Have you ever heard the clang of bells or
do you know the sound of fireworks? Do you
know the warmth of crackling hearths? The
sky today is all these things. The highest
silky ribbon sings like bells, the metal
launching with its sound the hushed commence of
day or heralding its close as in cathedrals,
sunrise clang or vesper chime. Secured and
smooth as feeling ancient marble, carved for
kings and sages, constant and unshaken.
Below there is a ribbon like the cannon
fire on Independence Day, and though you
cannot see, I know that you have heard the
muffled missile, felt a swatch of velvet,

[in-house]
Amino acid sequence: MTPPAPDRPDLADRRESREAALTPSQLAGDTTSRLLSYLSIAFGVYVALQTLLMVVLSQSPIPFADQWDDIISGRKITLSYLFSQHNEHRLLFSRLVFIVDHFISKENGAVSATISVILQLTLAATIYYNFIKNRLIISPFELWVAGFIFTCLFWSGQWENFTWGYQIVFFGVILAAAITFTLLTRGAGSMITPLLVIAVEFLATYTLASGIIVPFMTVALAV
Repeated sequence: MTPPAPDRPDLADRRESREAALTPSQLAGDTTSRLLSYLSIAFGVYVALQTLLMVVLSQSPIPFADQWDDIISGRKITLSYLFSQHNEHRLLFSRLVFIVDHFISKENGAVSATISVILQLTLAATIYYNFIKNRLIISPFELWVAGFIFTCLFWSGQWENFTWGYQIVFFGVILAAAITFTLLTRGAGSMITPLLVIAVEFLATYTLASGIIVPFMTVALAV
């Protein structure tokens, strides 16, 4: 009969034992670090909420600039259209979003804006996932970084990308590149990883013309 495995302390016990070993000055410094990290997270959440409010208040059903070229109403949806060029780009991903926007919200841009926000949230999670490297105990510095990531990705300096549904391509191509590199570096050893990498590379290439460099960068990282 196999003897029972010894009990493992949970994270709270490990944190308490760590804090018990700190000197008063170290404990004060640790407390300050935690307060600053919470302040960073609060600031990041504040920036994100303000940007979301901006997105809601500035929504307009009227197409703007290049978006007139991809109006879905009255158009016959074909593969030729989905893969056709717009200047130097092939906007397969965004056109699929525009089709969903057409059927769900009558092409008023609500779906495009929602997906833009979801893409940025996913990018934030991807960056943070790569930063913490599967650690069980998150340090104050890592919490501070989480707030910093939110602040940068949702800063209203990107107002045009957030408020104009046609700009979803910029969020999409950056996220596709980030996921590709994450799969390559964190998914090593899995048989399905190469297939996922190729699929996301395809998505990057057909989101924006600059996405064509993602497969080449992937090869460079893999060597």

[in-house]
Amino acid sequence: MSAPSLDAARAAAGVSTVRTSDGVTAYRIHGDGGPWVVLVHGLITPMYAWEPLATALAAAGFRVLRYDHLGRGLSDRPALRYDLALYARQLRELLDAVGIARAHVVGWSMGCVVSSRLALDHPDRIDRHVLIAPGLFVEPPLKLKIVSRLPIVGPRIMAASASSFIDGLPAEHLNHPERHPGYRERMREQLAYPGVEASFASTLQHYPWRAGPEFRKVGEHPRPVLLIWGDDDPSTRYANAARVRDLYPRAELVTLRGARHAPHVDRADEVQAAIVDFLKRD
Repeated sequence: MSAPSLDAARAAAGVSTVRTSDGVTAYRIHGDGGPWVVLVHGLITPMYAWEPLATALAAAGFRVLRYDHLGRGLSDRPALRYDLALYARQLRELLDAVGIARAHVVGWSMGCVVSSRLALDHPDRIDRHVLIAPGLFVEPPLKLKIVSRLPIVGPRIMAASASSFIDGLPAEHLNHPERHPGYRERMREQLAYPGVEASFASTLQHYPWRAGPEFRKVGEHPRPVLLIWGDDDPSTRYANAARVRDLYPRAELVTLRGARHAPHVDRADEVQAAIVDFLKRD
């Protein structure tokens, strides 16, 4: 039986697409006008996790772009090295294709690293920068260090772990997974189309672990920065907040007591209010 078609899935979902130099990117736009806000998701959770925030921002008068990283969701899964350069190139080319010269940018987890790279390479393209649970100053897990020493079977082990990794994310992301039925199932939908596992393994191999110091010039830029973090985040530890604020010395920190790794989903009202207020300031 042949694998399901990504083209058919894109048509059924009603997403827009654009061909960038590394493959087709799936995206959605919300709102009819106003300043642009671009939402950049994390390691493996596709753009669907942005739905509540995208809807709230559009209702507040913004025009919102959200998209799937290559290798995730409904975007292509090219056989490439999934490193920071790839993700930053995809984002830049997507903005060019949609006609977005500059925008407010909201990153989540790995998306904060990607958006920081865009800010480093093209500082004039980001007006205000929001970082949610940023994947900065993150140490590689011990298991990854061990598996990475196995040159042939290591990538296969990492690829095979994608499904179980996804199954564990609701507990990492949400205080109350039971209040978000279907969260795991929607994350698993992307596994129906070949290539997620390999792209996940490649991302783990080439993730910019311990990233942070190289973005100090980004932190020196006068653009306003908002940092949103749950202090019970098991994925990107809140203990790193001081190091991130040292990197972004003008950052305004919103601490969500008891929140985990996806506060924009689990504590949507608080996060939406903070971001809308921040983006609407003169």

coarse-soft fabric of a celebration
or a woman’s mourning dress. Across the
sky, heat pops as sour-sweet bing cherries, made
into jam or bitter wine, the riven
wound of dying day, the difference midst
dusk and fire, but here tonight they marry.
Closest to the sun, a blazing strip like
battered feet warmed inside woolen socks or
hands that hover over flame. The rays of
sun outstretched, gossamer arms like threads come
loose to knit a braid of warmth against your
skin. And from the center to the east, each
layer fuses with the next, a many
grainèd fabric, all things bound up in the
hand, the opus of the unseen poet.


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